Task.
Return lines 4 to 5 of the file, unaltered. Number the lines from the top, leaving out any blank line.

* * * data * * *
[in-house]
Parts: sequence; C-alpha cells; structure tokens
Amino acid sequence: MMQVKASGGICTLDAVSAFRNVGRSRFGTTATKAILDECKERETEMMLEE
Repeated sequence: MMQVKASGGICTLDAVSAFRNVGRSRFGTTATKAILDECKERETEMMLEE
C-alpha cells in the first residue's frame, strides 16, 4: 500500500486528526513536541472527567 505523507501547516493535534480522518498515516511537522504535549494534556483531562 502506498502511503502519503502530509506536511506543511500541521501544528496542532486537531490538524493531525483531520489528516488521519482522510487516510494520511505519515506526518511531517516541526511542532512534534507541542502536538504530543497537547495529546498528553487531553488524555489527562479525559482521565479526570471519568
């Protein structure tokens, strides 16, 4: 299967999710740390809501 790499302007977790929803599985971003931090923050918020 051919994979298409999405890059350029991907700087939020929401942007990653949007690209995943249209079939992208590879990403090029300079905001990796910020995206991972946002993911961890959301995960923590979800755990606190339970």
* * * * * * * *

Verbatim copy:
Repeated sequence: MMQVKASGGICTLDAVSAFRNVGRSRFGTTATKAILDECKERETEMMLEE
C-alpha cells in the first residue's frame, strides 16, 4: 500500500486528526513536541472527567 505523507501547516493535534480522518498515516511537522504535549494534556483531562 502506498502511503502519503502530509506536511506543511500541521501544528496542532486537531490538524493531525483531520489528516488521519482522510487516510494520511505519515506526518511531517516541526511542532512534534507541542502536538504530543497537547495529546498528553487531553488524555489527562479525559482521565479526570471519568